quarta-feira, 16 de novembro de 2011

International Conference: Truth-Makers and Proof-Objects

23-25 November 2011
Ecole normale supérieure, 45 rue d'Ulm 75005
Salle des Actes



Website : http://tmpo.sciencesconf.org/

Followed by the Workshop
Acts and Propositional Content
26 November 2011
IHPST, 13 rue du Four 75006
Grande Salle
Website:
http://semantics.univ-paris1.fr/index.php/visiteur/activite/afficher/activite/146

See the respective programmes below

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Conference Programme

Wednesday 23 November:

Chair : Per Martin-Löf
09:00-09:15 Welcome
09:15-10:30 Kit Fine "Truthmaker semantics for intuitionistic logic"
10:30-11:00 Coffee break
11:00-12:15 Göran Sundholm "Meaning and truth-making in constructive
mathematics: Heyting's proof-explanations vs. Kleene's realizability
interpretation"

12:15-14:00 Lunch

Chair : Aarne Ranta
14:00-15:15 Kevin Mulligan "Making true vs. making known"
15:15-15:30 Break
15:30-16:45 Guido Lörher "Truth-making and knowing"
16:45-17:00 Break
17:00-18:15 Giuseppe Primiero "Modes of truth, ways of knowing"

Thursday 24 November:

Chair : Göran Sundholm
09:00-10:15 Stephen Read "Truthmakers in John Buridan's logic"
10:15-10:45 Coffee break
10:45-12:00 Jacob Schmutz "Who invented truth-makers? The late-scholastic debate
on "verificativa""

12:00-14:00 Lunch

Chair : Peter Simons
14:00-15:15 Maria van der Schaar "G.F. Stout: tropes and truth-makers"
15:15-15:30 Break
15:30-16:45 Frédéric Nef "Why there are truth-makers and what they have to do
with proof"
16:45-17:00 Break
17:00-18:15 Luc Schneider "Two senses of making true"

Friday 25 November:

Chair : Maria van der Schaar
09:00-10:15 Peter Simons "Makers for vague propositions"
10:15-10:45 Coffee break
10:45-12:00 Mark Textor "Bolzano on grounding and a priori truth"

12:00-14:00 Lunch

Chair : Kit Fine
14:00-15:15 Friederike Moltmann "Explicit expressions of truth-making in natural
language"
15:15-15:30 Break
15:30-16:45 Pascal Boldini "Reasons, proof-objects, and anaphora"
16:45-17:00 Break
17:00-18:15 Aarne Ranta "Proof objects for the languages of the world"

19:30 : Conference dinner

Organisers :
Per Martin-Löf
Henri Galinon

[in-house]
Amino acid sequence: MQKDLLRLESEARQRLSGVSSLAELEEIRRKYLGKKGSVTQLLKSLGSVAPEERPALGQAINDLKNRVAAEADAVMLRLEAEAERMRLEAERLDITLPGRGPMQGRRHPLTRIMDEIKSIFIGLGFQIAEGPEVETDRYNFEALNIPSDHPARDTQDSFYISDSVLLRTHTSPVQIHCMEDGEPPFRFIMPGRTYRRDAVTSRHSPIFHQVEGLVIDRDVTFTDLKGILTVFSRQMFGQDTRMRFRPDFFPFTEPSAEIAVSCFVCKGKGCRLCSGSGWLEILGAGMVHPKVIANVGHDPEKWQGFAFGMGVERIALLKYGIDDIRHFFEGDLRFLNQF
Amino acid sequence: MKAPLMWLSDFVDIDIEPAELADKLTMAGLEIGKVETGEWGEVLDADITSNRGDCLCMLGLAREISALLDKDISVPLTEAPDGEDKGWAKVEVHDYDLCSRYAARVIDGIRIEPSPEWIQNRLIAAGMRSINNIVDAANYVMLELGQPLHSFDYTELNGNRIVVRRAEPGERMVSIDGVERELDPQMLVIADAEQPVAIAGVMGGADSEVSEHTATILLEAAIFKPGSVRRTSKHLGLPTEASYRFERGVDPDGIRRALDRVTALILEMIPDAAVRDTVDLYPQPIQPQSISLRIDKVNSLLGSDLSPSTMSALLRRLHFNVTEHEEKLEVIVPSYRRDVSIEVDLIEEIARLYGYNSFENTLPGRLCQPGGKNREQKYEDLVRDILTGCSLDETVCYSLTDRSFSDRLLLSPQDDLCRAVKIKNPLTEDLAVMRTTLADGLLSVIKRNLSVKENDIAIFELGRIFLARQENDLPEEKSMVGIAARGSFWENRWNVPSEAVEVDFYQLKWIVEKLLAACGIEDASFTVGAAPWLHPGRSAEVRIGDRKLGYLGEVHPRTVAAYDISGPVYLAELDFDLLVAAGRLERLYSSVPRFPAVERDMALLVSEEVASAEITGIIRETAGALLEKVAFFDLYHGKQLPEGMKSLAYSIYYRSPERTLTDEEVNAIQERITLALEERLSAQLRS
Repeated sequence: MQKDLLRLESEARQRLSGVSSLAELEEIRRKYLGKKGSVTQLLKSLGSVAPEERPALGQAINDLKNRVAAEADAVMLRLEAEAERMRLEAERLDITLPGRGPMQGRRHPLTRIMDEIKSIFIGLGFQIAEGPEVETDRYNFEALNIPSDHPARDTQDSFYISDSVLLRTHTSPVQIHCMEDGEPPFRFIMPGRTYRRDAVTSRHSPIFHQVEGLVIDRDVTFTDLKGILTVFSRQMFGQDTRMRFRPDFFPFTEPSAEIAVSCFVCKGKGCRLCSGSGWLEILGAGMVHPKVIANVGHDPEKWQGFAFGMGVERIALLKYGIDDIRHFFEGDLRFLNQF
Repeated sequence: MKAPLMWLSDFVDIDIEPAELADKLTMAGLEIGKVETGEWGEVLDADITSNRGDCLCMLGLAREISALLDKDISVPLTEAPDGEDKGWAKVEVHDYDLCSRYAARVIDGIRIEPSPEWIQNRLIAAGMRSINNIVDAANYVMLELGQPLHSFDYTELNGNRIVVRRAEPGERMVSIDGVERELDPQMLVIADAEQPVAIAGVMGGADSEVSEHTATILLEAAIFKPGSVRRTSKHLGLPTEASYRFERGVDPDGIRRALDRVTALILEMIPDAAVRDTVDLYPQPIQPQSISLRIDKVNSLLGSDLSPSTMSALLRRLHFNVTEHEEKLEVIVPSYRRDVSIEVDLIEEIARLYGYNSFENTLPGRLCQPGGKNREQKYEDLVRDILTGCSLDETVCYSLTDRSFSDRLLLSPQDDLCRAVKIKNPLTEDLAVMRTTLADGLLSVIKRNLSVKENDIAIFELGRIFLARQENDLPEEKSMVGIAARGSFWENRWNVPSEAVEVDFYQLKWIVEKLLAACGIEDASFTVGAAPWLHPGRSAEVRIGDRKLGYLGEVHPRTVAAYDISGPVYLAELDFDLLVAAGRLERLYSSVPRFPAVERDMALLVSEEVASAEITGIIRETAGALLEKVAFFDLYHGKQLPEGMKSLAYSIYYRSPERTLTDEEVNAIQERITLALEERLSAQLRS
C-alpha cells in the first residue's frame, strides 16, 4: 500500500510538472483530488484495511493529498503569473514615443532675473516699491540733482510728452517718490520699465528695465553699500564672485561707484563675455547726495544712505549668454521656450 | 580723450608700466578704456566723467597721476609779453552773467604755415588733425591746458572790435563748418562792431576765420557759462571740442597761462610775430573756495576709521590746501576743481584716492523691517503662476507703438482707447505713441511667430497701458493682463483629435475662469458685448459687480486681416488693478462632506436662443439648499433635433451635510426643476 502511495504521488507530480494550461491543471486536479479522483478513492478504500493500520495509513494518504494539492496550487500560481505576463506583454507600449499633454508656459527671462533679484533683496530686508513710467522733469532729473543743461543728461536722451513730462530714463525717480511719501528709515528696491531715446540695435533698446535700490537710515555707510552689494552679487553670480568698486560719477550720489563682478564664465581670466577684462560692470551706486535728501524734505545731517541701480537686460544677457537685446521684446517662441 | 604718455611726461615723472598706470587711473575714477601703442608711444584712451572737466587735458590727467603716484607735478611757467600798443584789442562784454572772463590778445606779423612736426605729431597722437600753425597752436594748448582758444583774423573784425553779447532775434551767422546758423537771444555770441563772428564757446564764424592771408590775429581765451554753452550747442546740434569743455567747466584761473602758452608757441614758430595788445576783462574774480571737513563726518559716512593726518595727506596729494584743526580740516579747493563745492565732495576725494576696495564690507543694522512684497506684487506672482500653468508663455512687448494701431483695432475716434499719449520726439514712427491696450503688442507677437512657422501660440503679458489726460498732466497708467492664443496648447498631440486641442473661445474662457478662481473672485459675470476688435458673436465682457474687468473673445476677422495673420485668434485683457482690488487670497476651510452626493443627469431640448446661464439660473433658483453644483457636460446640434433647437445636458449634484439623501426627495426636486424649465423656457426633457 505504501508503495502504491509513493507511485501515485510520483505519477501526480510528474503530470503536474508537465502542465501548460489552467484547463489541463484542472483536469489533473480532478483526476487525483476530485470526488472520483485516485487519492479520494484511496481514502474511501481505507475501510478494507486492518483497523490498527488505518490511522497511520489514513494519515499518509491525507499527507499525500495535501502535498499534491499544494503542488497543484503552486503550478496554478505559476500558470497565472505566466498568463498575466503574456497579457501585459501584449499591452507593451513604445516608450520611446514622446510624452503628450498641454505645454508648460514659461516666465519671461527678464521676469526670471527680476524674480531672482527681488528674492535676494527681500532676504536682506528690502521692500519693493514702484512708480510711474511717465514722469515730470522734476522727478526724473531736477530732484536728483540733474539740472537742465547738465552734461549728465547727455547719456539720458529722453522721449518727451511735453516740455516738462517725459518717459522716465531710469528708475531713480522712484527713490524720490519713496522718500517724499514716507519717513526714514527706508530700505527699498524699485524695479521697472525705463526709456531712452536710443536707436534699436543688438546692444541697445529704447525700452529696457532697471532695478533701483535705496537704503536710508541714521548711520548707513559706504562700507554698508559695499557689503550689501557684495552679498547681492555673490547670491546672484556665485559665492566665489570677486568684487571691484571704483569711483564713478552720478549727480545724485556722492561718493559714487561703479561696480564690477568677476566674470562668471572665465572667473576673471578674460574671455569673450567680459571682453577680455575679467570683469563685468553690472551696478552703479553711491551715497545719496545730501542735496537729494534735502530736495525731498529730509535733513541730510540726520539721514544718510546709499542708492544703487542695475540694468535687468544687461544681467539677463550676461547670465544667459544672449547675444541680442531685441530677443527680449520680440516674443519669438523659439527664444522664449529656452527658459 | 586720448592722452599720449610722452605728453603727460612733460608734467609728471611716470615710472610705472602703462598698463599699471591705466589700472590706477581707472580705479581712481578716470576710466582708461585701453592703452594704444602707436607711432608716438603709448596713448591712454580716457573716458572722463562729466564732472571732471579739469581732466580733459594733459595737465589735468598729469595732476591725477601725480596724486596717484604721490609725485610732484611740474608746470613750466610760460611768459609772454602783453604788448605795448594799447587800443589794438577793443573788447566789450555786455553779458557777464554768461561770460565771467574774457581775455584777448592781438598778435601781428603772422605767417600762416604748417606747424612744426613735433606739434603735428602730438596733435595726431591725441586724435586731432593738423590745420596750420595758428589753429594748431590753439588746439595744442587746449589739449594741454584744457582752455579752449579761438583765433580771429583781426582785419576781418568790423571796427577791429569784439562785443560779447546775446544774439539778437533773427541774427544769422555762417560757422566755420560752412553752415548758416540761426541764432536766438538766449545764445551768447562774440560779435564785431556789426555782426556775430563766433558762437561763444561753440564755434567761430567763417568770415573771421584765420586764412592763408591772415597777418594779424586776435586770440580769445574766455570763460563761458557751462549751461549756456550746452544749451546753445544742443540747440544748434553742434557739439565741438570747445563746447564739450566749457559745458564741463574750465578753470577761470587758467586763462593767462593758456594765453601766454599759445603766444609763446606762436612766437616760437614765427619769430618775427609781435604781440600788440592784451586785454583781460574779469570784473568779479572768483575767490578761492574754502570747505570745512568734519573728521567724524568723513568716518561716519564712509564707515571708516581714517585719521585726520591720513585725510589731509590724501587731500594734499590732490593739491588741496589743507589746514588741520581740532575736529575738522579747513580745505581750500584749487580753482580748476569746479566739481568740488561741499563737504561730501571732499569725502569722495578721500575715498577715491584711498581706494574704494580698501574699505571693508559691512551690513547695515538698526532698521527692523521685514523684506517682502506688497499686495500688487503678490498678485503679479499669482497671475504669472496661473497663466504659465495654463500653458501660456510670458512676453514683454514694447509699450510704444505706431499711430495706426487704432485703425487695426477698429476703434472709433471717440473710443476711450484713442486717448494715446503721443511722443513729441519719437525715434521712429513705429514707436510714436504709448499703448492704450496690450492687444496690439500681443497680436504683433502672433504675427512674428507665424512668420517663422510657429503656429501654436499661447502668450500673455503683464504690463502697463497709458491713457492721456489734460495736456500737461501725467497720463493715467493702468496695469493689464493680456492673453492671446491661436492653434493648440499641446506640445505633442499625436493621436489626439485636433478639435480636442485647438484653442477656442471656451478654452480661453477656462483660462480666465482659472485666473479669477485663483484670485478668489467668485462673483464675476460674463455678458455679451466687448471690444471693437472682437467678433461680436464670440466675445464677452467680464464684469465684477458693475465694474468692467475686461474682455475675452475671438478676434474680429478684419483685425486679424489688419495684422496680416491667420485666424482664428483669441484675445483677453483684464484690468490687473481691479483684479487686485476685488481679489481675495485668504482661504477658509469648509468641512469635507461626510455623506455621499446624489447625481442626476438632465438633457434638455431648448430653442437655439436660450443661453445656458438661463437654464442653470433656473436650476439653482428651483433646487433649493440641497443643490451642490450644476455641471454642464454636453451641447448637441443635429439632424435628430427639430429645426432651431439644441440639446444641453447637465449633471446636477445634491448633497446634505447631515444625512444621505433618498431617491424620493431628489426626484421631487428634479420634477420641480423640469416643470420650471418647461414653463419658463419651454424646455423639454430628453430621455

Institutions :
IHPST (CNRS, Université Paris-1)
Département d'informatique de l'Ecole normale supérieure
Dans le cadre de la Chaire Internationale de Recherche Blaise Pascal financée
par l'Etat et la Région d’Ile-de-France, gérée par la Fondation de l'Ecole
Normale Supérieure.

--

Workshop Programme

09.15-10.30 Kevin Mulligan (Université de Genève)
"Acceptance, Affirmation, Agreement, Acknowledgment, Assertion, Belief,
Certainty, Conviction, Denial, Judgment, Refusal, and Rejection"

Coffee break

10.45-12.00 Mark Textor (King's College London)
"Reinach on Rejection and Negation"

Lunch break

14.30-15.45 Friederike Moltmann (IHPST - CNRS/Paris 1/ENS)
"The Action-Product Distinction for Transitive Intensional Verbs"

Coffee break

16.00-17.15 Maria van der Schaar (Leiden University)
"Wooden Horses and False Friends; a Classification for Non-Attributive Terms"

Abstracts

Friederike Moltmann
"The Action-Product Distinction for Transitive Intensional Verbs"
In 1912, Twardowksi introduced a distinction between 'actions' and 'products':
actions (and states) are for example a 'thinking', a 'requesting', and a 'state
of believing', whereas products include a 'thought', a 'request' and a 'belief'.
The two sorts of entities are distinguished in a number of ways: most
importantly only products have truth or more generally satisfaction conditions
and enter similarity relations according to a shared content. In this talk I
explore the way the distinction between actions and products manifests itself
with transitive intensional verbs, such as 'need', 'desire', 'see', and 'buy'.
I argue that the complement of transitive intensional verbs serves not to
characterize a constituent of a cognitive content, but rather the satisfier
(truthmaker) of the product of the action or state the verb describes. Moreover
in general it is possible satisfiers that constitute shared contents of
transitive intensional verbs.

Kevin Mulligan
"Acceptance, Affirmation, Agreement, Acknowledgment, Assertion, Belief,
Certainty, Conviction, Denial, Judgment, Refusal, and Rejection"
Do our doxastic and intellectual states, activities and acts come in polarly
opposed kinds, positive and negative ? I argue that this is, with one
exception, the case. I rely on an account of the category of attitudes put
forward by the earliest phenomenologists rather than the promiscuous and sloppy
category of attitudes popular within analytic philosophy.

Maria van der Schaar
"Wooden Horses and False Friends; a Classification for Non-Attributive Terms"
The paper uses the method of linguistic phenomenology to explain how mere belief
can be elucidated as botched knowing. First, three kinds of non-attributive
terms are distinguished, modifying, privative and restorative terms. It is
shown what the logical properties are of terms like 'fake', 'mere' and 'real',
words that etiolate the meaning of the terms to which they belong, and in what
way Partee (2010), in which it is asserted that these terms behave like
ordinary terms, can be rebutted.

Mark Textor
"Reinach on Rejection and Negation"
The Rejective View of Negation holds that sentential negation is to be explained
on the basis of a prior understanding of the linguistic act or mental act of
rejecting (denying). This act is supposed to be 'on all fours' with assertion
(judgement). In this talk I will develop and defend Reinach's objections
against the assumption of an act of rejection.

Oranised by Friederike Moltmann

Sponsored by:
The Chair d'Excellence Ontological Structure and Semantic Structure
The ANR/DFG project NOMINAL

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